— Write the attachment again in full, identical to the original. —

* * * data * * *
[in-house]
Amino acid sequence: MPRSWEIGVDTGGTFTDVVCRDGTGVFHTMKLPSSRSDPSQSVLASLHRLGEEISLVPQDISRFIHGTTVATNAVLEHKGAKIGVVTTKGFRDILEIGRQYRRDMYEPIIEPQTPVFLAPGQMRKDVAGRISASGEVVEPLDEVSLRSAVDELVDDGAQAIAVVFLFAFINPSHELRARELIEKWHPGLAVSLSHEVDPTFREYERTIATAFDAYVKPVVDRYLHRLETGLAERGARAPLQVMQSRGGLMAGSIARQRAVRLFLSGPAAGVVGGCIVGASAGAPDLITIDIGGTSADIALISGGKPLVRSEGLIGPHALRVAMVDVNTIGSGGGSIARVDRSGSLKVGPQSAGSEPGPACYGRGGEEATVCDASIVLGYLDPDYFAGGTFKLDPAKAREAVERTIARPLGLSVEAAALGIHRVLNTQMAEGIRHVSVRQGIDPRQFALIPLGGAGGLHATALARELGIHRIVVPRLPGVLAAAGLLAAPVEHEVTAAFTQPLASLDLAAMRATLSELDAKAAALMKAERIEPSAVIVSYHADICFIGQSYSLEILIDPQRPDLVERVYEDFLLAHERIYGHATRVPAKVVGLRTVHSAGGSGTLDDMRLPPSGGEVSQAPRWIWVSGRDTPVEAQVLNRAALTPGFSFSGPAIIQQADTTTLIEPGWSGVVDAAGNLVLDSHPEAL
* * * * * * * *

[in-house]
Amino acid sequence: MPRSWEIGVDTGGTFTDVVCRDGTGVFHTMKLPSSRSDPSQSVLASLHRLGEEISLVPQDISRFIHGTTVATNAVLEHKGAKIGVVTTKGFRDILEIGRQYRRDMYEPIIEPQTPVFLAPGQMRKDVAGRISASGEVVEPLDEVSLRSAVDELVDDGAQAIAVVFLFAFINPSHELRARELIEKWHPGLAVSLSHEVDPTFREYERTIATAFDAYVKPVVDRYLHRLETGLAERGARAPLQVMQSRGGLMAGSIARQRAVRLFLSGPAAGVVGGCIVGASAGAPDLITIDIGGTSADIALISGGKPLVRSEGLIGPHALRVAMVDVNTIGSGGGSIARVDRSGSLKVGPQSAGSEPGPACYGRGGEEATVCDASIVLGYLDPDYFAGGTFKLDPAKAREAVERTIARPLGLSVEAAALGIHRVLNTQMAEGIRHVSVRQGIDPRQFALIPLGGAGGLHATALARELGIHRIVVPRLPGVLAAAGLLAAPVEHEVTAAFTQPLASLDLAAMRATLSELDAKAAALMKAERIEPSAVIVSYHADICFIGQSYSLEILIDPQRPDLVERVYEDFLLAHERIYGHATRVPAKVVGLRTVHSAGGSGTLDDMRLPPSGGEVSQAPRWIWVSGRDTPVEAQVLNRAALTPGFSFSGPAIIQQADTTTLIEPGWSGVVDAAGNLVLDSHPEAL